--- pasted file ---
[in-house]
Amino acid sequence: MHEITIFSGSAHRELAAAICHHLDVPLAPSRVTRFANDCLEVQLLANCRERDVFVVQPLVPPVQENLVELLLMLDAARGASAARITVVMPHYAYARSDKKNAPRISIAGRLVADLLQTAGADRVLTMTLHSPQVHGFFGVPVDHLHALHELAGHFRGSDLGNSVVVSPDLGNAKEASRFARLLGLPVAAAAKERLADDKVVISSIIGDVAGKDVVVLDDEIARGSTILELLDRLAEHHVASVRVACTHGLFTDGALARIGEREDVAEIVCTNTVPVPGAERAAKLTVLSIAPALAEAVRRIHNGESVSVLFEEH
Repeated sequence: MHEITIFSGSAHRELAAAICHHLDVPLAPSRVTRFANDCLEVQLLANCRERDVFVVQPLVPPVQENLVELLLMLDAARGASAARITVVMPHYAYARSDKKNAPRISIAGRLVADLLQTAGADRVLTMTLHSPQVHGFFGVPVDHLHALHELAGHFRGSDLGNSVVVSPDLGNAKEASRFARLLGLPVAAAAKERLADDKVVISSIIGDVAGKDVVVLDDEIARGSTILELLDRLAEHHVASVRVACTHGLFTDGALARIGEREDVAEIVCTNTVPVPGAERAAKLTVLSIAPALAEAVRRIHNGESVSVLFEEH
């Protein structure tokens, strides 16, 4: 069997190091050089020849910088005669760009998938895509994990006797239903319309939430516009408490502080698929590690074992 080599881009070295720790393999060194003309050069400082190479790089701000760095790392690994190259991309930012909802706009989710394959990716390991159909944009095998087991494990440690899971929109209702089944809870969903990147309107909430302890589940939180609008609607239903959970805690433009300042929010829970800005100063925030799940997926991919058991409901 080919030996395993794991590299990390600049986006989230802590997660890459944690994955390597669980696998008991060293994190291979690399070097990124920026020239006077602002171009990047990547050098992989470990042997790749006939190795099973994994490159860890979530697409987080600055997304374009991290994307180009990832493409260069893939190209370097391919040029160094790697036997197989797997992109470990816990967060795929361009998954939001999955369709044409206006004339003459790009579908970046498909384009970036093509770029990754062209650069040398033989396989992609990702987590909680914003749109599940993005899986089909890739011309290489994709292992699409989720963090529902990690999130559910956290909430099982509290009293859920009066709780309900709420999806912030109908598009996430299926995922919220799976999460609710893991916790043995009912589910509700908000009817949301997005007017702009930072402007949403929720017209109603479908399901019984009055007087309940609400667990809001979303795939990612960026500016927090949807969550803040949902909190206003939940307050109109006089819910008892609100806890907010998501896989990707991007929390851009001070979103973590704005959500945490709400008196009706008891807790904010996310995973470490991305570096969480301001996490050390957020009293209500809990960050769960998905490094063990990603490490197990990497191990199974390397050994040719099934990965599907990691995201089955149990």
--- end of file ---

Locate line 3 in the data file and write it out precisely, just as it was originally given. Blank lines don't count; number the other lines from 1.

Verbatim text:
Repeated sequence: MHEITIFSGSAHRELAAAICHHLDVPLAPSRVTRFANDCLEVQLLANCRERDVFVVQPLVPPVQENLVELLLMLDAARGASAARITVVMPHYAYARSDKKNAPRISIAGRLVADLLQTAGADRVLTMTLHSPQVHGFFGVPVDHLHALHELAGHFRGSDLGNSVVVSPDLGNAKEASRFARLLGLPVAAAAKERLADDKVVISSIIGDVAGKDVVVLDDEIARGSTILELLDRLAEHHVASVRVACTHGLFTDGALARIGEREDVAEIVCTNTVPVPGAERAAKLTVLSIAPALAEAVRRIHNGESVSVLFEEH